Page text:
The draconian response to the ICC is not an invention of the Trump administration. The US has long sought to punish those who seek to bring them and their allies to justice. American Service-Members Protection Act (ASPA), often referred to as the ‘Hague Invasion Act’, has been in effect almost as long as the Rome Statute. This legislation prohibits any American party from cooperating with the ICC, providing any information to the court, or deporting anyone from the US to the ICC. The statute gives the President the authority to use military force to free US service members or members of allies detained by or on behalf of the ICC. The President is also authorised to use military force to halt the investigation of US personnel and its allies. Let that sink in for a moment. The US allows for military force against anyone who seeks to bring its partners to justice on the world stage. Undoubtedly, Israel was at the top of the drafters’ minds when writing this legislation.
The US has entered into Status of Force Agreements (SOFAs) with many countries, particularly African countries, that preclude the handing over of US personnel to the ICC. The SOFA violates the ICC statute, which does not allow the conclusion of new agreements by state parties contrary to the Rome Statute. Moreover, the SOFA is a precondition to these countries receiving US financial assistance – a further manifestation of economic coercion against vulnerable states.
These actions clearly influenced the ICC. Early in his tenure, and citing the limited resources of the ICC, chief prosecutor Karim Khan decided to restrict his investigation into atrocities in Afghanistan to only those committed by the Taliban and Daesh. Therefore, US atrocities – including torture, maintenance of ‘black sites’, extrajudicial killings, and drone strikes against civilians that fall within the jurisdictional ambit of the ICC – were not considered worth the expense to the ICC to investigate and punish.
In December 2020, the previous ICC chief prosecutor took the same decision against Britain, despite a 180-page report detailing British abuses in Iraq that amounted to war crimes.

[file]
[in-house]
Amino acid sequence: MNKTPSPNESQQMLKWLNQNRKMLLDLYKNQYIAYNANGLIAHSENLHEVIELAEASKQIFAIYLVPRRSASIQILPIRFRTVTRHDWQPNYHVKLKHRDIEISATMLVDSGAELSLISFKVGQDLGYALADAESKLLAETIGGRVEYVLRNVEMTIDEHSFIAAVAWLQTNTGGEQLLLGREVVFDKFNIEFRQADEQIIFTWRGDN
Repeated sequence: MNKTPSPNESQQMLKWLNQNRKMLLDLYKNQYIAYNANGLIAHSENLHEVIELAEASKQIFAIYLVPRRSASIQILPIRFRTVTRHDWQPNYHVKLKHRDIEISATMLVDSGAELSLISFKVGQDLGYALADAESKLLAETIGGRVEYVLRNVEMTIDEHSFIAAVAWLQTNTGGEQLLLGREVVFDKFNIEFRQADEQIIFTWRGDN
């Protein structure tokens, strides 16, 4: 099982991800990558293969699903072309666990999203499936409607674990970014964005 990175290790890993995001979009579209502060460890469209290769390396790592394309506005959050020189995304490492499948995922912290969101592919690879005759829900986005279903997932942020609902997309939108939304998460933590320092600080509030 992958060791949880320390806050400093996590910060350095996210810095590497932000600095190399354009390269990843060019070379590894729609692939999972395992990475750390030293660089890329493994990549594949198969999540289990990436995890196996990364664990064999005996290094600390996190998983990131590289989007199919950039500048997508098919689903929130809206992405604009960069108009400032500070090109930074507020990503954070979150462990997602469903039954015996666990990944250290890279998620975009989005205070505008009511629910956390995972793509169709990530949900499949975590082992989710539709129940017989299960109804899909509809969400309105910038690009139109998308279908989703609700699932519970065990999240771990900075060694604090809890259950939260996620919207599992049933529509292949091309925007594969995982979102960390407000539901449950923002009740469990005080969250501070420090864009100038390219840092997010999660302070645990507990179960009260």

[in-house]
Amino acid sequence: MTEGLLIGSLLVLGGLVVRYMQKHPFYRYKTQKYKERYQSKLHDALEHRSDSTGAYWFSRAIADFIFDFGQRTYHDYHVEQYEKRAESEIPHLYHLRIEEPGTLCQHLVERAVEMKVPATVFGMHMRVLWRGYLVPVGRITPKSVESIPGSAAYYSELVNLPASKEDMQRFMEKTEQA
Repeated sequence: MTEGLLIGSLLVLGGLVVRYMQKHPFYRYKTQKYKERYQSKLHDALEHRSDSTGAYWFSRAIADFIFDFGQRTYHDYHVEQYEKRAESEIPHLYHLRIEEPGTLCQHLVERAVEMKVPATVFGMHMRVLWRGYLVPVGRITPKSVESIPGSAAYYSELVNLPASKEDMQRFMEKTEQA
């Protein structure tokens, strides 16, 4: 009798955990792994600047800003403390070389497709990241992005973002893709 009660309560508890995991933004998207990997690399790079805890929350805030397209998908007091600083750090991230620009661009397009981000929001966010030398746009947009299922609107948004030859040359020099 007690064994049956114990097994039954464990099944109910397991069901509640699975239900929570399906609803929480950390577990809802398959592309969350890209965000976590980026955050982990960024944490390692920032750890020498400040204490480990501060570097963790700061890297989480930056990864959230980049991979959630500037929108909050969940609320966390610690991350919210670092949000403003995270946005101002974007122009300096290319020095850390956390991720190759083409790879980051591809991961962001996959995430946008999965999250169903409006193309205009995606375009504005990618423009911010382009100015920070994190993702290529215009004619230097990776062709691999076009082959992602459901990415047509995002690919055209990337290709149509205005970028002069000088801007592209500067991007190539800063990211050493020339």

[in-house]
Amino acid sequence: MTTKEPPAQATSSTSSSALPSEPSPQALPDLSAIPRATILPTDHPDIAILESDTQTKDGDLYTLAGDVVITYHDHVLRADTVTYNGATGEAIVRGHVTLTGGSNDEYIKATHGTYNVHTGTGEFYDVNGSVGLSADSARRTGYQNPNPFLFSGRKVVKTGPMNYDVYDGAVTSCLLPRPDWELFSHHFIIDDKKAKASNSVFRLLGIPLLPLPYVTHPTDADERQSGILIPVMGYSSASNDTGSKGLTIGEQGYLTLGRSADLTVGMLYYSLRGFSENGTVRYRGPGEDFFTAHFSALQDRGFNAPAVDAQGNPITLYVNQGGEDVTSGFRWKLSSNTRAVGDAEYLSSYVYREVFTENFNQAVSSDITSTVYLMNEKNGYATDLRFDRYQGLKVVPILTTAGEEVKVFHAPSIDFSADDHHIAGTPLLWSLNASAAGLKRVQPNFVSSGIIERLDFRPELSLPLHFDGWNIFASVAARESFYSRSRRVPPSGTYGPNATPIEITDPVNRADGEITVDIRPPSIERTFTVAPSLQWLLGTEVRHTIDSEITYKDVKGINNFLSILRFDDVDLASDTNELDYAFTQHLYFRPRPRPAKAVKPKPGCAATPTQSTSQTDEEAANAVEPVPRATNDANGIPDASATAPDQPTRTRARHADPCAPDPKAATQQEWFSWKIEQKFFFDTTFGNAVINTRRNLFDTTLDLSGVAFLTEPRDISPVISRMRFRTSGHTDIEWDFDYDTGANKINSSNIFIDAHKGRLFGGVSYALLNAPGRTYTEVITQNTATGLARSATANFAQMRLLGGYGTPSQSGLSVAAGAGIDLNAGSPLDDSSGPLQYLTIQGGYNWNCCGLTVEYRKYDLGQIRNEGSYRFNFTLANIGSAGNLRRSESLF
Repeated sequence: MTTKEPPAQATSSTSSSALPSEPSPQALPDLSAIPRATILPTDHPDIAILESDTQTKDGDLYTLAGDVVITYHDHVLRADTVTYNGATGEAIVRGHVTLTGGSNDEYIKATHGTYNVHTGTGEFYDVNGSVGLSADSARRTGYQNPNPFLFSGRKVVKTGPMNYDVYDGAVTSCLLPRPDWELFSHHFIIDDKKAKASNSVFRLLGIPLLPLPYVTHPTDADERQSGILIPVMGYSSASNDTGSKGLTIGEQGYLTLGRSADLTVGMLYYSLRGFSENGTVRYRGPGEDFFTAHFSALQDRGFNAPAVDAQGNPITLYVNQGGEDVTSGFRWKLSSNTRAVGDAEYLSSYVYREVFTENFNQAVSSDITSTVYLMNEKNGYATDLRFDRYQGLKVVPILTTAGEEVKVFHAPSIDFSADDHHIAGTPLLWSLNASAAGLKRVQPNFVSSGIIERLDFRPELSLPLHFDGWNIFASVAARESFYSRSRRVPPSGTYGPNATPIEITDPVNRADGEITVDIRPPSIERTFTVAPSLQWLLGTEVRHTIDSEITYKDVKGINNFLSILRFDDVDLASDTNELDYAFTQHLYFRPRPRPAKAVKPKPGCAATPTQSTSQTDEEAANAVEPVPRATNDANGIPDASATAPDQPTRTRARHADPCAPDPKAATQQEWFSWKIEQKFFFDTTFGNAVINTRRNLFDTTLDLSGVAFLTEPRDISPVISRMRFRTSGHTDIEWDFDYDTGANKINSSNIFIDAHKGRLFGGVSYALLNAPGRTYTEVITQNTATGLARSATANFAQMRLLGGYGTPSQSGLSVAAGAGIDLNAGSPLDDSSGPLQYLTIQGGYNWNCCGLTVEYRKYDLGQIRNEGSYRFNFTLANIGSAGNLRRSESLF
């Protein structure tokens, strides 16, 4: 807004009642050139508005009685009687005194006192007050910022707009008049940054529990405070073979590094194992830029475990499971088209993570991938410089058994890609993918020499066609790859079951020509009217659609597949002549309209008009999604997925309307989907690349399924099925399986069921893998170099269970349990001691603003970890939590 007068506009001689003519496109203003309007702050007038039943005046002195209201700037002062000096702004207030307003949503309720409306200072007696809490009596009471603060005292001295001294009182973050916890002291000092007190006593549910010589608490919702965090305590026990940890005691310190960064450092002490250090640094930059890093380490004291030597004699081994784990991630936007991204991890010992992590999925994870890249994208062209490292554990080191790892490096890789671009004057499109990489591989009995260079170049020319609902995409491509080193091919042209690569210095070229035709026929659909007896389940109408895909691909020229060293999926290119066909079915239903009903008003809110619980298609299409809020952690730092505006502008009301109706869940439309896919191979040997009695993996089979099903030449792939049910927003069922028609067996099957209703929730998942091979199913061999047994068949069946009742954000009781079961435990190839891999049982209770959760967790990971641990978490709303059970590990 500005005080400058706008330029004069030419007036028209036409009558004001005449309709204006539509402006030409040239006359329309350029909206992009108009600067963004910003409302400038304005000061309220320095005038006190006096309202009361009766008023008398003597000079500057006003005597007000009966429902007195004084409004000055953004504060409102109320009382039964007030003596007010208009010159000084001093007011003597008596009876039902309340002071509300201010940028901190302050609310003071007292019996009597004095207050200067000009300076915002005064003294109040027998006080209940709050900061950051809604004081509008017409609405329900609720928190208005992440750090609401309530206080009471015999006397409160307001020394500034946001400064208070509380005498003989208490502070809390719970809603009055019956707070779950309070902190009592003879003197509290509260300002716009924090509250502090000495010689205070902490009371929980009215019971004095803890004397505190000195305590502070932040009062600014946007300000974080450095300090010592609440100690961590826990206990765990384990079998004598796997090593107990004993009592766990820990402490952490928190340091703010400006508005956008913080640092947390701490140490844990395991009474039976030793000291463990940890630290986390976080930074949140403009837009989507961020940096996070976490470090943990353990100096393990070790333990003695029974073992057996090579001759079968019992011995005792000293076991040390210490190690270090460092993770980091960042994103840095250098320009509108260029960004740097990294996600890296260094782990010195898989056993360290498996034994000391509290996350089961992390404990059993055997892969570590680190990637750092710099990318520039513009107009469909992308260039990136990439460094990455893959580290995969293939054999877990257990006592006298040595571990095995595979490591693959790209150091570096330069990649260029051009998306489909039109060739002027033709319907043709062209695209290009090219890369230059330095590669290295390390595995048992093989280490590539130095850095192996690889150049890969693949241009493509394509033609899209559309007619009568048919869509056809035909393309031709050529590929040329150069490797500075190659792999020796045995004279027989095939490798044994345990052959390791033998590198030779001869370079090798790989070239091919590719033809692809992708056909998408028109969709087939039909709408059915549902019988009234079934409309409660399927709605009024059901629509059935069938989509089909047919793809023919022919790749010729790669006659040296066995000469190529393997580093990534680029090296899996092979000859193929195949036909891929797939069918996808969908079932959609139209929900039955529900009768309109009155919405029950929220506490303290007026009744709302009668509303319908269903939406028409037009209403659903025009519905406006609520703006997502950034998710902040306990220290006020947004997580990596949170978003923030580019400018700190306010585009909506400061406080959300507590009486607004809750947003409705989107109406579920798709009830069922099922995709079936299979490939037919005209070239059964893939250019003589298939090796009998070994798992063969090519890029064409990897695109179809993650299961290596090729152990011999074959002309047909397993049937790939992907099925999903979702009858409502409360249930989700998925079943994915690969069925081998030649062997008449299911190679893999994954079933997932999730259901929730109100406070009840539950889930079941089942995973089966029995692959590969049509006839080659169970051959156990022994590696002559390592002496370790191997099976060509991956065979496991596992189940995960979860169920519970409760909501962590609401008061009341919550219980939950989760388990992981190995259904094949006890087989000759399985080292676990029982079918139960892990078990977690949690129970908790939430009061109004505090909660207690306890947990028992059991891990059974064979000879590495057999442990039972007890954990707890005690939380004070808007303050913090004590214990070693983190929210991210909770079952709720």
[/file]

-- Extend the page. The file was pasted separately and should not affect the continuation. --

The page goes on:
As with the US, domestic accountability and prosecution are lacking, which should trigger an investigation by the ICC. Most tellingly, human rights advocates have called out Khan’s bias seen in how he sees his mandate shifting back to the “war on terror” as constituting “a global threat to international peace and security”. Yet, nowhere in the statute of the court does one find any reference to terrorism.
Israel, a darling of the US and the European Union, has also evaded ICC accountability. The ICC prosecutor started an investigation into Israel’s actions in 2021.
Unlike Russia or Libya, where warrants of arrest were issued with unprecedented speed, no warrant of arrest has been issued for any Israeli official. Chief ICC prosecutor Karim Khan from Britain visited Ukraine four times in one year. After his last visit, he proclaimed, “The situation in Ukraine must also set a new standard for concerted action to achieve global accountability for international crimes. From Kharkiv to Khartoum, from Kiev to Cox’s Bazar, survivors should feel this sense of collective urgency and benefit from the innovation we see we are now capable of.”
No similar visit has been made to Palestine or Guantanamo Bay, nor have any grand statements made to hold the US, British, or Israeli officials accountable for international crimes.
A few days ago, EU president Ursula von der Leyen proclaimed Israel a vibrant democracy. She extolled the 75 years of dynamism that made the “desert bloom”, a racial trope used against Palestinians. Her account of Israel is another among the litany of Western leaders’ grotesque and perverse inversion of truth that negates the reality of settler colonialism, massive human rights violations and international crimes in what human rights organisations have called the ‘apartheid state of Israel’. Her statement comes against the backdrop of images a few weeks ago of Palestinian worshippers being assaulted and tied with their hands to their backs while offering prayers in occupied East Jerusalem.
We have reached an inflection point, and the question is whether African states will allow themselves to be coerced to play the role of supplicants to Western geo-political interests and allow impunity for equally egregious acts by such powers.
International law must not be viewed as the outcome of powerful political actors to achieve political ends. The ICC has proved to be neither neutral nor impartial. It functions in a partisan and political manner against the shadow of big-power politics.
It is time to disengage from the ICC in its current form. In its implementation, the ICC is not about international justice. Justice morphs and bends. African and developing countries are called to supinely accept the assumption – what furthers the power politics of the West must be good for the rest of the world.
We need to go back to the drawing board and produce a truly independent institution that does not fashion justice based on the whims of powerful political actors to achieve political goals or shield favourite allies.
SOURCE: TRT WORLD
Disclaimer: The viewpoints expressed by the authors do not necessarily reflect the opinions, viewpoints and editorial policies of TRT World.
Ziyad Motala is a Professor of Law at Howard Law School Washington D.C. Motala teaches in the areas of International law and Constitutional law. He was born in South Africa and was active in the liberation struggle in South Africa. He co-authored Constitutional Law, Analysis and Cases with Cyril Ramaphosa the current President of South Africa and architect of the South African Constitution.